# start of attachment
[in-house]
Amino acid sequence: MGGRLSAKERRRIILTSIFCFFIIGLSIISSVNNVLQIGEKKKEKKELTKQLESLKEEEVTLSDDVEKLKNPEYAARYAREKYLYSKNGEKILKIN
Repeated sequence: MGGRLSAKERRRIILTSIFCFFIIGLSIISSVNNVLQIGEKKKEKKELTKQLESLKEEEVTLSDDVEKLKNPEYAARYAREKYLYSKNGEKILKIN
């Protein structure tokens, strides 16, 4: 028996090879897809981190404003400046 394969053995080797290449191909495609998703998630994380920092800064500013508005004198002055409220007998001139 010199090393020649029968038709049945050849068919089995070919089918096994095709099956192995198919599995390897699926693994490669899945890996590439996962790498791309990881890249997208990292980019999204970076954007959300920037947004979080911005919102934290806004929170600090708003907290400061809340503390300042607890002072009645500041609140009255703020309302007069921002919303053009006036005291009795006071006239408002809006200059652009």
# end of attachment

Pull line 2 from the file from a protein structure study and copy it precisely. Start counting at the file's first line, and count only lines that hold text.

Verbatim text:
Amino acid sequence: MGGRLSAKERRRIILTSIFCFFIIGLSIISSVNNVLQIGEKKKEKKELTKQLESLKEEEVTLSDDVEKLKNPEYAARYAREKYLYSKNGEKILKIN